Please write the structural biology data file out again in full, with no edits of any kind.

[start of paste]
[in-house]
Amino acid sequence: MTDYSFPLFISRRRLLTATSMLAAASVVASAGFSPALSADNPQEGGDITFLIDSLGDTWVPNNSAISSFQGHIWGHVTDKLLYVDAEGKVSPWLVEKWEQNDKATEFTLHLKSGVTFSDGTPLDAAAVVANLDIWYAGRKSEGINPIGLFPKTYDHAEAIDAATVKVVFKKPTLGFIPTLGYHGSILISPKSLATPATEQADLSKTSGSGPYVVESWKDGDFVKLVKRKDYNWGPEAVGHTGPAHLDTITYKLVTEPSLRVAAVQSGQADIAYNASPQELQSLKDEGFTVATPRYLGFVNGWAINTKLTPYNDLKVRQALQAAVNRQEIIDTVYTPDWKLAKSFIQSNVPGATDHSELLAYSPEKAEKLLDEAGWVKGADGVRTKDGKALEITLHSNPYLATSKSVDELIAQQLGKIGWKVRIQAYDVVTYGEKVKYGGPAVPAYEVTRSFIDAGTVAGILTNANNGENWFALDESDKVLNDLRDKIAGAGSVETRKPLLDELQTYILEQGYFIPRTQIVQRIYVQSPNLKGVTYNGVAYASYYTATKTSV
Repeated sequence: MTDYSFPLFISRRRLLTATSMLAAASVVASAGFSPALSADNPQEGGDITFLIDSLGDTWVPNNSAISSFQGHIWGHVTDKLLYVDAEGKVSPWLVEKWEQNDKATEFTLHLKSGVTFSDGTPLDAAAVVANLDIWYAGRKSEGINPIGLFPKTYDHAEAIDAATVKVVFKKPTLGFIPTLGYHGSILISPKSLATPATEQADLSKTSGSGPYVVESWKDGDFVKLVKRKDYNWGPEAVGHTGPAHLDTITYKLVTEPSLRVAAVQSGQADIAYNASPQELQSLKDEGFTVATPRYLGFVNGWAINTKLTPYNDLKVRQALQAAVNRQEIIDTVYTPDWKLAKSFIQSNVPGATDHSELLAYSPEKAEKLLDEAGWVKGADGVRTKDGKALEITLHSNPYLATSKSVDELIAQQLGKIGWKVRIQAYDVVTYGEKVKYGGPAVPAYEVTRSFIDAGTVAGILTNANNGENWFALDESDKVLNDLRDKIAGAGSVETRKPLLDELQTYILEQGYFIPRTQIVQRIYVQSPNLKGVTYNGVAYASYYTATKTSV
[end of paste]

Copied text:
[in-house]
Amino acid sequence: MTDYSFPLFISRRRLLTATSMLAAASVVASAGFSPALSADNPQEGGDITFLIDSLGDTWVPNNSAISSFQGHIWGHVTDKLLYVDAEGKVSPWLVEKWEQNDKATEFTLHLKSGVTFSDGTPLDAAAVVANLDIWYAGRKSEGINPIGLFPKTYDHAEAIDAATVKVVFKKPTLGFIPTLGYHGSILISPKSLATPATEQADLSKTSGSGPYVVESWKDGDFVKLVKRKDYNWGPEAVGHTGPAHLDTITYKLVTEPSLRVAAVQSGQADIAYNASPQELQSLKDEGFTVATPRYLGFVNGWAINTKLTPYNDLKVRQALQAAVNRQEIIDTVYTPDWKLAKSFIQSNVPGATDHSELLAYSPEKAEKLLDEAGWVKGADGVRTKDGKALEITLHSNPYLATSKSVDELIAQQLGKIGWKVRIQAYDVVTYGEKVKYGGPAVPAYEVTRSFIDAGTVAGILTNANNGENWFALDESDKVLNDLRDKIAGAGSVETRKPLLDELQTYILEQGYFIPRTQIVQRIYVQSPNLKGVTYNGVAYASYYTATKTSV
Repeated sequence: MTDYSFPLFISRRRLLTATSMLAAASVVASAGFSPALSADNPQEGGDITFLIDSLGDTWVPNNSAISSFQGHIWGHVTDKLLYVDAEGKVSPWLVEKWEQNDKATEFTLHLKSGVTFSDGTPLDAAAVVANLDIWYAGRKSEGINPIGLFPKTYDHAEAIDAATVKVVFKKPTLGFIPTLGYHGSILISPKSLATPATEQADLSKTSGSGPYVVESWKDGDFVKLVKRKDYNWGPEAVGHTGPAHLDTITYKLVTEPSLRVAAVQSGQADIAYNASPQELQSLKDEGFTVATPRYLGFVNGWAINTKLTPYNDLKVRQALQAAVNRQEIIDTVYTPDWKLAKSFIQSNVPGATDHSELLAYSPEKAEKLLDEAGWVKGADGVRTKDGKALEITLHSNPYLATSKSVDELIAQQLGKIGWKVRIQAYDVVTYGEKVKYGGPAVPAYEVTRSFIDAGTVAGILTNANNGENWFALDESDKVLNDLRDKIAGAGSVETRKPLLDELQTYILEQGYFIPRTQIVQRIYVQSPNLKGVTYNGVAYASYYTATKTSV